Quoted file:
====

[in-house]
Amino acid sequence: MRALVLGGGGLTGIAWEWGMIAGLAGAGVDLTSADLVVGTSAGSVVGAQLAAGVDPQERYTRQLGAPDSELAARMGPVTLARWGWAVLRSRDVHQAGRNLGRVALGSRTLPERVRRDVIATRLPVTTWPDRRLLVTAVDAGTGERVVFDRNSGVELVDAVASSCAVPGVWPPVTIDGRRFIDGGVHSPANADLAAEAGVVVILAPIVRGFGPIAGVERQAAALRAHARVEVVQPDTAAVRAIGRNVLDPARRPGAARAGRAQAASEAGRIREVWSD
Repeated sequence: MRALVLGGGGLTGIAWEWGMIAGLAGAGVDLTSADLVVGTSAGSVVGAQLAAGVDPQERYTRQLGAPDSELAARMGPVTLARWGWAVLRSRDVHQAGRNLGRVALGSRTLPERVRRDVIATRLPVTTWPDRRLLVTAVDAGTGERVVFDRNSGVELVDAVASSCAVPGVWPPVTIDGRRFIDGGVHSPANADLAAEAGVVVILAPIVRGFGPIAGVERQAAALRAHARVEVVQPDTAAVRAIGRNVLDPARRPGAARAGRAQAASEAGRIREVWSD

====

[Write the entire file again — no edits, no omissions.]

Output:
[in-house]
Amino acid sequence: MRALVLGGGGLTGIAWEWGMIAGLAGAGVDLTSADLVVGTSAGSVVGAQLAAGVDPQERYTRQLGAPDSELAARMGPVTLARWGWAVLRSRDVHQAGRNLGRVALGSRTLPERVRRDVIATRLPVTTWPDRRLLVTAVDAGTGERVVFDRNSGVELVDAVASSCAVPGVWPPVTIDGRRFIDGGVHSPANADLAAEAGVVVILAPIVRGFGPIAGVERQAAALRAHARVEVVQPDTAAVRAIGRNVLDPARRPGAARAGRAQAASEAGRIREVWSD
Repeated sequence: MRALVLGGGGLTGIAWEWGMIAGLAGAGVDLTSADLVVGTSAGSVVGAQLAAGVDPQERYTRQLGAPDSELAARMGPVTLARWGWAVLRSRDVHQAGRNLGRVALGSRTLPERVRRDVIATRLPVTTWPDRRLLVTAVDAGTGERVVFDRNSGVELVDAVASSCAVPGVWPPVTIDGRRFIDGGVHSPANADLAAEAGVVVILAPIVRGFGPIAGVERQAAALRAHARVEVVQPDTAAVRAIGRNVLDPARRPGAARAGRAQAASEAGRIREVWSD